Charm Testing Spec Proposal

Clint Byrum clint at
Wed Feb 1 21:11:33 UTC 2012

Excerpts from Kapil Thangavelu's message of Wed Feb 01 12:03:13 -0800 2012:
> Excerpts from Clint Byrum's message of Wed Jan 25 20:34:31 -0500 2012:
> > I don't know how to use the other tool that juju has been using for
> > reviews, so if somebody wants to train me on that, thats fine. Otherwise,
> > here is a plain old launchpad merge proposal:
> > 
> >
> > 
> > Its also being generated into HTML here:
> > 
> >
> > 
> > Comments, suggestions, and criticisms are more than welcome.
> > 
> Hi Clint,
> Thanks to both you and mark for taking up charm testing.
> The current ftests lp:juju/ftests are basically shell scripts that correspond  
> to what's being specified here for a test case, albeit they don't bother with 
> teardown or charm retrieval abstractions.
> I think given this spec, we could just incorporate those tests directly into the 
> example charms for functional test runs.

+1, that would be a good thing to do once the spec is implemented so
that the examples have example tests.

> Comments on the spec.
> Re Generic Tests
> There's an additional class of automated tests which would allow automated tests 
> to verifying charm functionality. If we take any given charm, and establish its 
> dependencies and its clients (reverse deps), we can assemble a series of 
> environments where in the charm, its minimal dependencies, and their relations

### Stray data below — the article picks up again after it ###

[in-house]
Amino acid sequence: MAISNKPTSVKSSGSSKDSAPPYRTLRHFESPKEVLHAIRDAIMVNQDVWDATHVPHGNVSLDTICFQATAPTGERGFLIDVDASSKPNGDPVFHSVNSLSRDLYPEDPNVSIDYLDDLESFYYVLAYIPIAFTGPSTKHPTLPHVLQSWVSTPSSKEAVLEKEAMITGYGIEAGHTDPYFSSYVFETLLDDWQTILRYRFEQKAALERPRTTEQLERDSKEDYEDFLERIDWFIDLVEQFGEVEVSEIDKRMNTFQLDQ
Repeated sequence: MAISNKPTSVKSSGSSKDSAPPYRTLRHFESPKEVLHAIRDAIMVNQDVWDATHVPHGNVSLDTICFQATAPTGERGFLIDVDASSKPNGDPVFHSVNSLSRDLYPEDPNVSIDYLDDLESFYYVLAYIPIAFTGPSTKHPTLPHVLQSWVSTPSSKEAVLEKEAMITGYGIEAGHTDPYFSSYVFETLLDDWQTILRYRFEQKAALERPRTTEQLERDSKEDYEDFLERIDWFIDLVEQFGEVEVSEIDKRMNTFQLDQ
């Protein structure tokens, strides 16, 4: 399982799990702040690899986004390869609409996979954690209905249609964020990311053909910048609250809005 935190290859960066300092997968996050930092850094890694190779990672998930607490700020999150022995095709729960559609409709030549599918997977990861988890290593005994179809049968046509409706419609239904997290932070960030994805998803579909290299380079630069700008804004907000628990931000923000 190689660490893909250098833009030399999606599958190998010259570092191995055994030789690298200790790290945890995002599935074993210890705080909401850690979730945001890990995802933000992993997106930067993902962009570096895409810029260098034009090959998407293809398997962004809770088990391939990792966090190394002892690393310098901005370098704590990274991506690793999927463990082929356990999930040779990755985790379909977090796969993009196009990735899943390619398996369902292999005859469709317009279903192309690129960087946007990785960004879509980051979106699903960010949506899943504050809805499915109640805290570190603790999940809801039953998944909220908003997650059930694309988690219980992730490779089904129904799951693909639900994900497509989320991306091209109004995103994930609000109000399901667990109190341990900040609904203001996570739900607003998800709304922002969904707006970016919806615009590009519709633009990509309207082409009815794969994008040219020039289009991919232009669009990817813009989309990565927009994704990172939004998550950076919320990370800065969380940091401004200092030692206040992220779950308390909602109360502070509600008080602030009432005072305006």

> are established, with test iteration across its possible clients and their 
> relations. The same logic of watching the state for an inactive time 
> period(aka steady state) would allow for some basic sanity verification.
> Just to get a better sense on what the graph might look like I tossed together 
> this dot rendering of the entire charm universe.

Thats really cool! 

However, if I understand the problem correctly, each arrow is basically
another exponential jump for each isolated graph.  So, testing haproxy
would mean deploying with every app that provides an http interface,
which is a lot.

I'm not sure of the value of such an exercise. What you really want to
know is whether or not the app behind haproxy gets incorporated into
haproxy's configuration, which is fully tested by just testing with one
well behaved charm on the other side.

For more complex examples, like mysql, where queries are run during the
config exchange, its still pretty much fully exercised by one well behaved

This does make me think of one useful bit that we can do, which is
calculating this graph and making sure that all required relations
are satisfiable.

> Re Charm specific tests.
> This looks good to me. I think the teardown at least wrt to the environment can 
> be automated, the charm tests just need to clean out any local state. A 
> useful automation for the tests would be running a verification script directly 
> on a given unit, rather than remotely poking it from the testrunner.

I want to be able to use a single environment and not destroy it with
every test run. I'd also like to be able to re-use machines, though
without any chroot/lxc support that seems like folly right now. The
test runner is still going to be responsible for cleaning up after any